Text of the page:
Review: I Am Montana (Mortar Theatre Company)

  
  

Despite shinging moments, pertinent story blunted by hazy message

  
  

Derek Garza as Ebenn in Mortar Theatre Company's 'I Am Montana'. Photo credit: TCMcG Photography.

   
Mortar Theatre Company presents
  
I Am Montana
  
Written by Samuel D. Hunter
Directed by Rachel Edwards Harvith
at Athenaeum Theatre, 2936 N. Southport (map)
through May 1  |  tickets: $15-$20   |  more info

Reviewed by Barry Eitel

Now in their sophomore season, Mortar Theatre Company is obviously drawn to new work that digs into quagmires of social ills, usually presented in an epic, sprawling fashion. Last year’s Under America (our review), for example, presented a complex, multi-tiered tale about the now demolished Cabrini Greene housing projects along with a Dante-esque trip through the American prison system.

Josh Nordmark (Dirk), Derek Garza (Ebenn), and Sentell Harper (Tommy) in Mortar Theatre Company's 'I Am Montana'. Photo credit: TCMcG PhotographyTheir latest project, the Midwest premier of I Am Montana by Samuel D. Hunter, takes aim at big box retailers and how they treat their labor. They even have “minimum wage” Thursdays, where admission equals the running time times the national minimum wage ($7.25, although it’s $8.25 in Illinois). The treatment of non-union unskilled labor is often ignored in the arts, but it’s an important issue that involves millions of Americans. The subject seems dry on paper, but director Rachel Edwards Harvith and her cast tell an engaging, layered web of a story. Unfortunately, Harvith and Hunter’s efforts are blunted by an inability to articulate what the piece wants to be. I Am Montana feels unfinished, delivering a collection of loosely-tied ideas and not-quite-cooked characters. Hunter can’t decide whether the play is a hard-hitting human drama or a darkly surrealistic take on modern Americana.

Hunter focuses his play around the tribulations of Eben (Derek Garza), a Montana boy who left to fight in the Israeli army. Now mentally disturbed, he punches a clock at Valumart, a Wal-Mart style retailer with thousands of locations dotting the new American landscape. We watch his winding journey to a Valumart convention, where he’s been selected to speak about the future of business. He’s joined by his childhood friend, the fabulous Tommy (Sentell Harper), and a meth head/obsessive personality, Dirk (Josh Nordmark). The trio drive, sleep, fight, and eat cheap meals on Valumart’s tab. We learn that Eben, who slowly reveals the horrors he went through in the army, obviously has far more sinister plans for the convention than a speech on retail.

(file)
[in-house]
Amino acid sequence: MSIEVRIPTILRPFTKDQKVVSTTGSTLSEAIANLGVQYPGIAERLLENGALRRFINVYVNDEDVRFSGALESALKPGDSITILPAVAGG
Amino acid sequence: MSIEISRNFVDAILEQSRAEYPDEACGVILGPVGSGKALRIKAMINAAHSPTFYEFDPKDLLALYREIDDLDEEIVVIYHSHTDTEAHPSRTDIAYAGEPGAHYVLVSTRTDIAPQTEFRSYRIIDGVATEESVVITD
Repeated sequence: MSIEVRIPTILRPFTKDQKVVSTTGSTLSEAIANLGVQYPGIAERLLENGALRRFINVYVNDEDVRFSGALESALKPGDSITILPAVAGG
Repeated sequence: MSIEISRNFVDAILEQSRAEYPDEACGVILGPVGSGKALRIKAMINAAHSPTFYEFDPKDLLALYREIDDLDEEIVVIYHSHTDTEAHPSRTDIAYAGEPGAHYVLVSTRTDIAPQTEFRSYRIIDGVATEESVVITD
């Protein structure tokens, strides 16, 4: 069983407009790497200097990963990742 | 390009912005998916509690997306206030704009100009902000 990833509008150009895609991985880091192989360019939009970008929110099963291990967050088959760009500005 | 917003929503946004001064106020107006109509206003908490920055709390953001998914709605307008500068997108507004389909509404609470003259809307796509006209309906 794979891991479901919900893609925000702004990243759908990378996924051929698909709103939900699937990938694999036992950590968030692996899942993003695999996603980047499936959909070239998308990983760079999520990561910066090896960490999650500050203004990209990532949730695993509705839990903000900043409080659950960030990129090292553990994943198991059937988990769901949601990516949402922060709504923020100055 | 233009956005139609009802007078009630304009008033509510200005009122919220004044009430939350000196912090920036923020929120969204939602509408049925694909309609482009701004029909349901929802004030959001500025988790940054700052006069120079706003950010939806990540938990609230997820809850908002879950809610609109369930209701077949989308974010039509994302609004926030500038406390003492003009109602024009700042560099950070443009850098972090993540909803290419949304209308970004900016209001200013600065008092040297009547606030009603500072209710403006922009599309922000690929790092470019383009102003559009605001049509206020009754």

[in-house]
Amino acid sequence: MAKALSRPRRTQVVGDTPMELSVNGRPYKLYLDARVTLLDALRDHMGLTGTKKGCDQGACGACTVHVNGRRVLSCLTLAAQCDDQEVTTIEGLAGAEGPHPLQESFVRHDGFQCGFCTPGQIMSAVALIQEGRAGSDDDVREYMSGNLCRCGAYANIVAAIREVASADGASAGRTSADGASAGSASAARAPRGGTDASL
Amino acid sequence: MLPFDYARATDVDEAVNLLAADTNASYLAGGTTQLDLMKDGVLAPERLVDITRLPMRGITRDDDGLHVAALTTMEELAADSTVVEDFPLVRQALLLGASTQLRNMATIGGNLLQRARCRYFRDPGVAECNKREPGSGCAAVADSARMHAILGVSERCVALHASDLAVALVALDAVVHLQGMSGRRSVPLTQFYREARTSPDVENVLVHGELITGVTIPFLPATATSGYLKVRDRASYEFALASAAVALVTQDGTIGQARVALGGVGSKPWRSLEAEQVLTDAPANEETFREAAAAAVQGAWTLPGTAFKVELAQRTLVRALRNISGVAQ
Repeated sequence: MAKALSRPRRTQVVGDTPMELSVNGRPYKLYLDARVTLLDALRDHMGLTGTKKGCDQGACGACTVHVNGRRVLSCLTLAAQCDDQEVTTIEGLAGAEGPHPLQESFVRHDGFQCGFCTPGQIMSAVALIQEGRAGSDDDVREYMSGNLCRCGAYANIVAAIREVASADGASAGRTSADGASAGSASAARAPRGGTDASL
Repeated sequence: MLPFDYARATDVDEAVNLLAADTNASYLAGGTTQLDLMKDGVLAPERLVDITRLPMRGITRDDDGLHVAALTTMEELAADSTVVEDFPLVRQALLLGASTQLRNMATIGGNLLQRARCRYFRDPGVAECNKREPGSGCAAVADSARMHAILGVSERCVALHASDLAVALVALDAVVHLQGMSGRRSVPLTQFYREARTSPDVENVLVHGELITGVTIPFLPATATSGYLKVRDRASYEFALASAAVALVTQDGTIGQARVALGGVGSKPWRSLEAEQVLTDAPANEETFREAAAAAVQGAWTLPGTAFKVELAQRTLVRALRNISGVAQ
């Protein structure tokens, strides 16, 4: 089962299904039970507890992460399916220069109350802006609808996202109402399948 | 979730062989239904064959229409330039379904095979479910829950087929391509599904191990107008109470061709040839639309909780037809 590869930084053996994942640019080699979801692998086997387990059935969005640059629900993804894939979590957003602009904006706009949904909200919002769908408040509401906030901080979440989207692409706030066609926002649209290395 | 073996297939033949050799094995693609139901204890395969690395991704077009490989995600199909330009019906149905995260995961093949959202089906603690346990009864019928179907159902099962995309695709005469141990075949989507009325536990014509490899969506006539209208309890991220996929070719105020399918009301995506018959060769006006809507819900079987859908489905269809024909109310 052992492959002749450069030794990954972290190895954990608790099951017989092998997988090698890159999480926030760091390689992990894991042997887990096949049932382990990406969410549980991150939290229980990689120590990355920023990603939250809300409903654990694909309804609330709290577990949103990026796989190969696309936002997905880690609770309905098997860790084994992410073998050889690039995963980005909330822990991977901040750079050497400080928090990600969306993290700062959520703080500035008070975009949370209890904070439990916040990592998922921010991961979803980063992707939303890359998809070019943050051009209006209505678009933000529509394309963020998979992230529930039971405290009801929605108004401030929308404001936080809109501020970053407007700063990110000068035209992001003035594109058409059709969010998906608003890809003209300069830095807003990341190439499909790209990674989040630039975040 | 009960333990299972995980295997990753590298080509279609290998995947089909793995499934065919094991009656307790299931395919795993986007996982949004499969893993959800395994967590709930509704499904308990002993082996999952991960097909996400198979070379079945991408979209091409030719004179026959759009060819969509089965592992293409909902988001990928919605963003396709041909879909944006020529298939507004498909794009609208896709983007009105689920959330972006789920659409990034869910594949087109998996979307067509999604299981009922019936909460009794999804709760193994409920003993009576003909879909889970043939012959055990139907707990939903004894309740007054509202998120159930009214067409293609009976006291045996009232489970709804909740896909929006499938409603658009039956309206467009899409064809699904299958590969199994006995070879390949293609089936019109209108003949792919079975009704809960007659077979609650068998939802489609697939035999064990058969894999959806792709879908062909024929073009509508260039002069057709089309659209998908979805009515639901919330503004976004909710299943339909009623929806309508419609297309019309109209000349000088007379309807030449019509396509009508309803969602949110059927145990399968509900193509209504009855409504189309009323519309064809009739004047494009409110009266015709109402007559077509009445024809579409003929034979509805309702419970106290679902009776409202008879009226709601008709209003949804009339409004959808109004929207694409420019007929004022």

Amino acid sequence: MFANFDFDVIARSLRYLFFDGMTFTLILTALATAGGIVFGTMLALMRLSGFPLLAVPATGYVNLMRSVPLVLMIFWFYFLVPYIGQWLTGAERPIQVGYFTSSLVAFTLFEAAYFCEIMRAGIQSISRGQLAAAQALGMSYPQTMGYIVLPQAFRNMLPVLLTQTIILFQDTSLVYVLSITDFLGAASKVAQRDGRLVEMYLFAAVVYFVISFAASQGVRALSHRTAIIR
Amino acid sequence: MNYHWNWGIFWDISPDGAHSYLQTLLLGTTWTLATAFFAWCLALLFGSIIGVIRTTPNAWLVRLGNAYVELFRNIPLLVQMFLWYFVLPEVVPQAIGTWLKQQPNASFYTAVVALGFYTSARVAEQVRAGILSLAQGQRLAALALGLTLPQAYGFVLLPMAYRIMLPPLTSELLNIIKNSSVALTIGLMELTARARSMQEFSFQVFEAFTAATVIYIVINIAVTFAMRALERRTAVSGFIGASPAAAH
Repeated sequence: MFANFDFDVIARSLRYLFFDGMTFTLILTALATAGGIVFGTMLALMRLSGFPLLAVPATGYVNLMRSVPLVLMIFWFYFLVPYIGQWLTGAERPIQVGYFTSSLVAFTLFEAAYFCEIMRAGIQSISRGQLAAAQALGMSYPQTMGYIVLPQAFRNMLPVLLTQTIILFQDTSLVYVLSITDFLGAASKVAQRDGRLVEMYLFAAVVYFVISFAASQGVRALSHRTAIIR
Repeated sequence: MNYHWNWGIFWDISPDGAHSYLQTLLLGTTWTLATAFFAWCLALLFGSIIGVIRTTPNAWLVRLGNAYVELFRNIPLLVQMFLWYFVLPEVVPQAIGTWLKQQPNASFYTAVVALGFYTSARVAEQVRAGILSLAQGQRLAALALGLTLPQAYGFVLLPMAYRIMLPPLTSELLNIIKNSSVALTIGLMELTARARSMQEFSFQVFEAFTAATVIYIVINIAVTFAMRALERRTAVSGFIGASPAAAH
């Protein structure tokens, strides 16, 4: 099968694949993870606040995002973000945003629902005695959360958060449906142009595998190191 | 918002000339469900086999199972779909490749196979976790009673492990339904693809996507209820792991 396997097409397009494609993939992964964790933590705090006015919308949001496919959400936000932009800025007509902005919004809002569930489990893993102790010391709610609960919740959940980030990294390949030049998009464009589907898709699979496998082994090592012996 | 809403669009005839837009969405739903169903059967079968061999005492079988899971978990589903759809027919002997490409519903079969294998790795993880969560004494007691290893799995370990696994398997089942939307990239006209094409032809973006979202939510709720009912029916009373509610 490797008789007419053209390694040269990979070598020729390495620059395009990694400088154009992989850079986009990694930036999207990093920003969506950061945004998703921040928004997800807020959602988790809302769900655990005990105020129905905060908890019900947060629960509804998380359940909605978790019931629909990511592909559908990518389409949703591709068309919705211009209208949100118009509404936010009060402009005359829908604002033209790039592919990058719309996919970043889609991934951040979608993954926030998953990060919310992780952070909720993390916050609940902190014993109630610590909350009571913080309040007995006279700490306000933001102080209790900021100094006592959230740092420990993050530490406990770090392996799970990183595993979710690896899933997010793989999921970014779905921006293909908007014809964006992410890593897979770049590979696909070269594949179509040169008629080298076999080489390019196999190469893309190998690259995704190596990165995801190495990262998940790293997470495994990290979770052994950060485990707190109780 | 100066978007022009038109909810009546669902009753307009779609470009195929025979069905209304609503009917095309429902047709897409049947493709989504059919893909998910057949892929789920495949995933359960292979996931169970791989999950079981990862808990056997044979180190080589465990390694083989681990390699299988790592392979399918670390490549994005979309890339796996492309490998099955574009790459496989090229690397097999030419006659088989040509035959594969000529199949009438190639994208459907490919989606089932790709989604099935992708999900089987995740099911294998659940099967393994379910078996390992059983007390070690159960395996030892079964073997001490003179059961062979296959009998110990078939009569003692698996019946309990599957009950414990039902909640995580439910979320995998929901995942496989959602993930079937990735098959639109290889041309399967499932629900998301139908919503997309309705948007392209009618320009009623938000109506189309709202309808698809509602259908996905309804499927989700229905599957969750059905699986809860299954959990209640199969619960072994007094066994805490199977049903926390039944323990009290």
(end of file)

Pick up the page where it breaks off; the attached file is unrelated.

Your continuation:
Part of the problem is that Hunter leaves plenty of questions with unsatisfying answers. How and why did some dude from small-town Montana end up fighting in the Middle East, and then end up back home working an entry level position? A handgun is stolen from a Valumart, but why are there are no repercussions? And why did Eben’s boss choose three of the least-suited employees to talk to the big boys about profits and expansion—subjects Dirk, Eben, and Tommy care very little for? And a lot of the twists can be spotted a mile away—especially Eben’s evil scheme and his darkest war secret (it’s grotesque, but predictable).

     
Sentell Harper (Tommy) and Derek Garza (Ebenn) in Mortar Theatre Company's 'I Am Montant'. Photo credit: TCMcG Photography Derek Garza (Ebenn) and Josh Nordmark (Dirk) in Mortar Theatre Company's 'I Am Montan'. Photo credit: TCMcG Photography
Derek Garza (Ebenn) in Mortar Theatre Company's 'I Am Montana'. Photo credit: TCMcG Photography Derek Garza (Ebenn) and Nicholas Roy Caesar (Valupig) in Mortar Theatre Company's 'I Am Montana'. Photo credit: TCMcG Photography